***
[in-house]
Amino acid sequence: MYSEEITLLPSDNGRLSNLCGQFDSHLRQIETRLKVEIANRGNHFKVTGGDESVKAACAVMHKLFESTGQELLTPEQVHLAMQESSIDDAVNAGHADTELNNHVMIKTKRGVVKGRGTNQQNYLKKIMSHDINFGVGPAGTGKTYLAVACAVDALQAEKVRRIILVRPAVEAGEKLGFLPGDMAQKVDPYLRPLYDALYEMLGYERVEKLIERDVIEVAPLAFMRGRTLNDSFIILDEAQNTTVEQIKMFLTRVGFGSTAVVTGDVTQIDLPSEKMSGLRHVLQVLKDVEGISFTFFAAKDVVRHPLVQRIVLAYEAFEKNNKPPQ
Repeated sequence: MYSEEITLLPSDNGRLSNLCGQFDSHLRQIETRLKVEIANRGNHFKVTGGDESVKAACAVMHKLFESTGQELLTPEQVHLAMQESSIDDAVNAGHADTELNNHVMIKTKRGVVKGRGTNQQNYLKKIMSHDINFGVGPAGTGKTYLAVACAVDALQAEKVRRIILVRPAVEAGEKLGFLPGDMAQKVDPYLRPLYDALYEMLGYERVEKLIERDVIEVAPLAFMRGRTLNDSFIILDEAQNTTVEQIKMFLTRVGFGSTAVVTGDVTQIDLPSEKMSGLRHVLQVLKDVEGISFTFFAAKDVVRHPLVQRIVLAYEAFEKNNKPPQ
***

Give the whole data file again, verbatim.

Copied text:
[in-house]
Amino acid sequence: MYSEEITLLPSDNGRLSNLCGQFDSHLRQIETRLKVEIANRGNHFKVTGGDESVKAACAVMHKLFESTGQELLTPEQVHLAMQESSIDDAVNAGHADTELNNHVMIKTKRGVVKGRGTNQQNYLKKIMSHDINFGVGPAGTGKTYLAVACAVDALQAEKVRRIILVRPAVEAGEKLGFLPGDMAQKVDPYLRPLYDALYEMLGYERVEKLIERDVIEVAPLAFMRGRTLNDSFIILDEAQNTTVEQIKMFLTRVGFGSTAVVTGDVTQIDLPSEKMSGLRHVLQVLKDVEGISFTFFAAKDVVRHPLVQRIVLAYEAFEKNNKPPQ
Repeated sequence: MYSEEITLLPSDNGRLSNLCGQFDSHLRQIETRLKVEIANRGNHFKVTGGDESVKAACAVMHKLFESTGQELLTPEQVHLAMQESSIDDAVNAGHADTELNNHVMIKTKRGVVKGRGTNQQNYLKKIMSHDINFGVGPAGTGKTYLAVACAVDALQAEKVRRIILVRPAVEAGEKLGFLPGDMAQKVDPYLRPLYDALYEMLGYERVEKLIERDVIEVAPLAFMRGRTLNDSFIILDEAQNTTVEQIKMFLTRVGFGSTAVVTGDVTQIDLPSEKMSGLRHVLQVLKDVEGISFTFFAAKDVVRHPLVQRIVLAYEAFEKNNKPPQ